The 2023 TPOS mission successfully performed the Global Ocean USV-based ("Go-USV") sampling pattern, which is expected to be an established repeat section northern hemisphere box that operates out of HI with two or more drones, forming a partnership between TPOS-2020 and NOAA/NMFS/PIFSC to combine physical and fish biomass surveys of Pacific Islands Regions in the central tropical Pacific. The mission demonstrated that ocean currents within the equatorial Pacific and North Equatorial Counter Current should be treated as "highways" for planning mission routes. The timing of the mission also occurred at an ideal time during an El Niño phase, allowing us to sample equatorial upwelling and the eastern edge of the warm pool associated with this tropical ocean-atmosphere phenomenon.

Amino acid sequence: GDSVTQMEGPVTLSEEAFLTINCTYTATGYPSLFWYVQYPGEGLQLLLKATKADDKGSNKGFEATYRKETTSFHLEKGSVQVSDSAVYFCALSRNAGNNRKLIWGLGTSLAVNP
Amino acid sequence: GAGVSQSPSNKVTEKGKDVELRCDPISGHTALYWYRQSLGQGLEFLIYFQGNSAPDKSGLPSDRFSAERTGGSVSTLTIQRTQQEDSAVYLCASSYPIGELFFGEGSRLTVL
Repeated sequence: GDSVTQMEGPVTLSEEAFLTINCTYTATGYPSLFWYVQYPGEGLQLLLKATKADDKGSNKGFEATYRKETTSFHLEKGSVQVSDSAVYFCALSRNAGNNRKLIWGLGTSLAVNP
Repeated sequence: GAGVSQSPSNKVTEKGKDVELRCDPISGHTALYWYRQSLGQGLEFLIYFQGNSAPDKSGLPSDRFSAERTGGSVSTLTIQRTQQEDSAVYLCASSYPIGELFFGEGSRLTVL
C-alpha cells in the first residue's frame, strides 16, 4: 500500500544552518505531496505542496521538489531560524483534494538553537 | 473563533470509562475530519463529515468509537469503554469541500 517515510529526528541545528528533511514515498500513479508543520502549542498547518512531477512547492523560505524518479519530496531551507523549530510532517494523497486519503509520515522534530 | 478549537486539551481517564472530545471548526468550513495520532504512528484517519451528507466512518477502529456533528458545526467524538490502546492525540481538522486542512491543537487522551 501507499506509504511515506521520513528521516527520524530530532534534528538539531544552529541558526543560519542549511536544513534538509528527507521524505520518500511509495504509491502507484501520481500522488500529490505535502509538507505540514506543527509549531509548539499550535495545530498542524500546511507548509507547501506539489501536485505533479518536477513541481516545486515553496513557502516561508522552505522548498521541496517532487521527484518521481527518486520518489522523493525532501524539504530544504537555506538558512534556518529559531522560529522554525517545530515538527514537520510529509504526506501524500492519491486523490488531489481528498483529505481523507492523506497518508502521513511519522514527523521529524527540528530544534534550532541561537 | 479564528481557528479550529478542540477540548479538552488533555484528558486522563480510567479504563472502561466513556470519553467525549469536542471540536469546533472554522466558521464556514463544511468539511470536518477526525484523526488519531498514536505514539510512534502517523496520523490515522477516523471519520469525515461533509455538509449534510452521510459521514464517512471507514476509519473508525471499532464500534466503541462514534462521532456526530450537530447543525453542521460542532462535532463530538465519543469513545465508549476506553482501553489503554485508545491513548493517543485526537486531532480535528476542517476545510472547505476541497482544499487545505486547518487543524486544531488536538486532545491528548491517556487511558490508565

Rendezvous with R/V Antea
October 19, 2023
Aerial photo of the R/V Antea (background) and saildrone 1033 (foreground) near 0º, 166ºW. Picture by Guillaume Detandt, IRD-SPC.
On Monday October 9, 2023, drones 1033 and 1079 participated in a "fly-by" intercomparison with the French oceanographic vessel Antea near 0º, 166ºW. The R/V Antea began its cruise on October 1, 2023 at 0º, 155ºW as part of the WARMALIS 3 campaign to study zooplankton and micronekton of the ocean pelagic (or open ocean water column) within the larger central and western Pacific ecosystems. The campaign is a collaboration between The Pacific Community (SPC), with chief scientist Dr. Valérie Allain, and the French Institute of Research for Development (IRD), with chief scientist Dr. Christophe Menkes.
In early September, prior to the cruise, the three drones conducted quick intercomparisons against the 0º, 155ºW TAO buoy before continuing west along the equator. Unfortunately, drone 1030 was unable to continue west due to emerging navigational issues, and it went off mission at 1630 UTC on September 12. By October 1, drones 1033 and 1079 had transited to ~0º, 165ºW.